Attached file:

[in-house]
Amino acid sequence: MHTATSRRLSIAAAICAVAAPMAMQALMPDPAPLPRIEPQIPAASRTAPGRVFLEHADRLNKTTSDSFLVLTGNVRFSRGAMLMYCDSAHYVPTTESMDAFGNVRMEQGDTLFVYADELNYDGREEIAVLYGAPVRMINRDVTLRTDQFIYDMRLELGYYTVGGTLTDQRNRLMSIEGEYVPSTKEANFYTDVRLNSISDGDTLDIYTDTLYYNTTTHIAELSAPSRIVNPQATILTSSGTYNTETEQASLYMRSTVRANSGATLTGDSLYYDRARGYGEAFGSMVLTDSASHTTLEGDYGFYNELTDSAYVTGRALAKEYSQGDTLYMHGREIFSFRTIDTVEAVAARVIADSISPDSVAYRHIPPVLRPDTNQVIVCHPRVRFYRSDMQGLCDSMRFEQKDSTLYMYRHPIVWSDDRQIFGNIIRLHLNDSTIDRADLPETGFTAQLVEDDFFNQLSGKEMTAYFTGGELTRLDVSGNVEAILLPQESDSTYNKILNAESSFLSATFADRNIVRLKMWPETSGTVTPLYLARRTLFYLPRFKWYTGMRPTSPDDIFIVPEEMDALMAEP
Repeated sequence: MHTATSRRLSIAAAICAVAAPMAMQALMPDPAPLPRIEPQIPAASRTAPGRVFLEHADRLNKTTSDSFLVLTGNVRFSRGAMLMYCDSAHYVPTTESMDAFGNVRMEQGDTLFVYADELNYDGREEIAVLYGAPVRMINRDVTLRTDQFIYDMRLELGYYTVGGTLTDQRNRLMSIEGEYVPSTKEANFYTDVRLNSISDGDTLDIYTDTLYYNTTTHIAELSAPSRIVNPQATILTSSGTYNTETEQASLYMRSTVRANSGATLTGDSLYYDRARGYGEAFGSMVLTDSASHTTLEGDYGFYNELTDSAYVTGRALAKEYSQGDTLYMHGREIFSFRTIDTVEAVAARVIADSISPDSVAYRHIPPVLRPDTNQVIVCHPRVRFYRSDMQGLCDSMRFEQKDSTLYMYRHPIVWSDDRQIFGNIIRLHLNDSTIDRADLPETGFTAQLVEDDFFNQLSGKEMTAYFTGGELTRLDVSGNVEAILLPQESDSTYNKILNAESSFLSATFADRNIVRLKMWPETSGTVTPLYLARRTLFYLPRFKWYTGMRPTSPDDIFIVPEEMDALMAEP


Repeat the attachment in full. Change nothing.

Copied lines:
[in-house]
Amino acid sequence: MHTATSRRLSIAAAICAVAAPMAMQALMPDPAPLPRIEPQIPAASRTAPGRVFLEHADRLNKTTSDSFLVLTGNVRFSRGAMLMYCDSAHYVPTTESMDAFGNVRMEQGDTLFVYADELNYDGREEIAVLYGAPVRMINRDVTLRTDQFIYDMRLELGYYTVGGTLTDQRNRLMSIEGEYVPSTKEANFYTDVRLNSISDGDTLDIYTDTLYYNTTTHIAELSAPSRIVNPQATILTSSGTYNTETEQASLYMRSTVRANSGATLTGDSLYYDRARGYGEAFGSMVLTDSASHTTLEGDYGFYNELTDSAYVTGRALAKEYSQGDTLYMHGREIFSFRTIDTVEAVAARVIADSISPDSVAYRHIPPVLRPDTNQVIVCHPRVRFYRSDMQGLCDSMRFEQKDSTLYMYRHPIVWSDDRQIFGNIIRLHLNDSTIDRADLPETGFTAQLVEDDFFNQLSGKEMTAYFTGGELTRLDVSGNVEAILLPQESDSTYNKILNAESSFLSATFADRNIVRLKMWPETSGTVTPLYLARRTLFYLPRFKWYTGMRPTSPDDIFIVPEEMDALMAEP
Repeated sequence: MHTATSRRLSIAAAICAVAAPMAMQALMPDPAPLPRIEPQIPAASRTAPGRVFLEHADRLNKTTSDSFLVLTGNVRFSRGAMLMYCDSAHYVPTTESMDAFGNVRMEQGDTLFVYADELNYDGREEIAVLYGAPVRMINRDVTLRTDQFIYDMRLELGYYTVGGTLTDQRNRLMSIEGEYVPSTKEANFYTDVRLNSISDGDTLDIYTDTLYYNTTTHIAELSAPSRIVNPQATILTSSGTYNTETEQASLYMRSTVRANSGATLTGDSLYYDRARGYGEAFGSMVLTDSASHTTLEGDYGFYNELTDSAYVTGRALAKEYSQGDTLYMHGREIFSFRTIDTVEAVAARVIADSISPDSVAYRHIPPVLRPDTNQVIVCHPRVRFYRSDMQGLCDSMRFEQKDSTLYMYRHPIVWSDDRQIFGNIIRLHLNDSTIDRADLPETGFTAQLVEDDFFNQLSGKEMTAYFTGGELTRLDVSGNVEAILLPQESDSTYNKILNAESSFLSATFADRNIVRLKMWPETSGTVTPLYLARRTLFYLPRFKWYTGMRPTSPDDIFIVPEEMDALMAEP